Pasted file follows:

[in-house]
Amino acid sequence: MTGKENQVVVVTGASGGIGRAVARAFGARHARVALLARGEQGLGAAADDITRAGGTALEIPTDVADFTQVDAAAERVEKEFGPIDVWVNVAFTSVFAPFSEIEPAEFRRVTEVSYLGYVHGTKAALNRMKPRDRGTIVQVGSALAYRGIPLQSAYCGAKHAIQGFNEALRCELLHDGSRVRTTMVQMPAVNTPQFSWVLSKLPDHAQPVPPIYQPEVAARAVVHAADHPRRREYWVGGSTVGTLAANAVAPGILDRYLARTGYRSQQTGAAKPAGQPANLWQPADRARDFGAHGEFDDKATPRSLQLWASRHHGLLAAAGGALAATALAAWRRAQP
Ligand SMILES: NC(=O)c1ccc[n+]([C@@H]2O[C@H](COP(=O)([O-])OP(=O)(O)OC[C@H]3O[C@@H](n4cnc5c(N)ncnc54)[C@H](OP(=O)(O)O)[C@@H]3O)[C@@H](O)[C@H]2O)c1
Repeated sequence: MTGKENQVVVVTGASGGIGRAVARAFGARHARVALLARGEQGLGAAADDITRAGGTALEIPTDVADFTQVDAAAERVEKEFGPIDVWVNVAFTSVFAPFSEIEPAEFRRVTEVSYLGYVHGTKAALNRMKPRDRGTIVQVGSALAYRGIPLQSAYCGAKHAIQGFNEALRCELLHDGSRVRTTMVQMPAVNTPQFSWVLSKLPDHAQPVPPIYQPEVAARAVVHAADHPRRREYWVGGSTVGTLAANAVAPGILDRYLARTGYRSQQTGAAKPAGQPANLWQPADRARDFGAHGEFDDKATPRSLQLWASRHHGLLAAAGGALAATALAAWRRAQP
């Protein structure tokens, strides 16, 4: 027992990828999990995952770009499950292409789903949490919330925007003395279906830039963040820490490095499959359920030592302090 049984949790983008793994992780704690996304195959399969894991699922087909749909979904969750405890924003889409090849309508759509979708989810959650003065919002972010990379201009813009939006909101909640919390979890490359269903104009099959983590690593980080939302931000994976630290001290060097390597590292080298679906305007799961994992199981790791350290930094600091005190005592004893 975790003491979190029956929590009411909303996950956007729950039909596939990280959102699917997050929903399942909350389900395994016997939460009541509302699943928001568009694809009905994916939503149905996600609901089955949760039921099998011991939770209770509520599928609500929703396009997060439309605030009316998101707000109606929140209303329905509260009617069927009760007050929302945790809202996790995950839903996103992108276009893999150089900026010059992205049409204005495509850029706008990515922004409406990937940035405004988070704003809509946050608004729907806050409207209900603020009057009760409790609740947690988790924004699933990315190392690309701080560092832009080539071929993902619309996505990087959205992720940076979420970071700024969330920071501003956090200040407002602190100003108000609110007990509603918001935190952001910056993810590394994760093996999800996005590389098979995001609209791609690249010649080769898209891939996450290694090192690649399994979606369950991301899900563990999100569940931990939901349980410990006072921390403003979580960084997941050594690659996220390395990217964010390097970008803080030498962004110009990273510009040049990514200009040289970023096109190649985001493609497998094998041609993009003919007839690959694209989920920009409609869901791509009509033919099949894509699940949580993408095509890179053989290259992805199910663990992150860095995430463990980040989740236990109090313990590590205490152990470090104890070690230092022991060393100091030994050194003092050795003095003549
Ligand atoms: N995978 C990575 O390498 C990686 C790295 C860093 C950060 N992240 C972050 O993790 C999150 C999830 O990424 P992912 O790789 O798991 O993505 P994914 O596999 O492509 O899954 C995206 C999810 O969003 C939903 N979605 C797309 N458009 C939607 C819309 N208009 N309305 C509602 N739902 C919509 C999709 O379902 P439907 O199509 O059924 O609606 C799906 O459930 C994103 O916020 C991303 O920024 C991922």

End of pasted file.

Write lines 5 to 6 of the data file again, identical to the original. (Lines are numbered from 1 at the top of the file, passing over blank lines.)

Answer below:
């Protein structure tokens, strides 16, 4: 027992990828999990995952770009499950292409789903949490919330925007003395279906830039963040820490490095499959359920030592302090 049984949790983008793994992780704690996304195959399969894991699922087909749909979904969750405890924003889409090849309508759509979708989810959650003065919002972010990379201009813009939006909101909640919390979890490359269903104009099959983590690593980080939302931000994976630290001290060097390597590292080298679906305007799961994992199981790791350290930094600091005190005592004893 975790003491979190029956929590009411909303996950956007729950039909596939990280959102699917997050929903399942909350389900395994016997939460009541509302699943928001568009694809009905994916939503149905996600609901089955949760039921099998011991939770209770509520599928609500929703396009997060439309605030009316998101707000109606929140209303329905509260009617069927009760007050929302945790809202996790995950839903996103992108276009893999150089900026010059992205049409204005495509850029706008990515922004409406990937940035405004988070704003809509946050608004729907806050409207209900603020009057009760409790609740947690988790924004699933990315190392690309701080560092832009080539071929993902619309996505990087959205992720940076979420970071700024969330920071501003956090200040407002602190100003108000609110007990509603918001935190952001910056993810590394994760093996999800996005590389098979995001609209791609690249010649080769898209891939996450290694090192690649399994979606369950991301899900563990999100569940931990939901349980410990006072921390403003979580960084997941050594690659996220390395990217964010390097970008803080030498962004110009990273510009040049990514200009040289970023096109190649985001493609497998094998041609993009003919007839690959694209989920920009409609869901791509009509033919099949894509699940949580993408095509890179053989290259992805199910663990992150860095995430463990980040989740236990109090313990590590205490152990470090104890070690230092022991060393100091030994050194003092050795003095003549
Ligand atoms: N995978 C990575 O390498 C990686 C790295 C860093 C950060 N992240 C972050 O993790 C999150 C999830 O990424 P992912 O790789 O798991 O993505 P994914 O596999 O492509 O899954 C995206 C999810 O969003 C939903 N979605 C797309 N458009 C939607 C819309 N208009 N309305 C509602 N739902 C919509 C999709 O379902 P439907 O199509 O059924 O609606 C799906 O459930 C994103 O916020 C991303 O920024 C991922």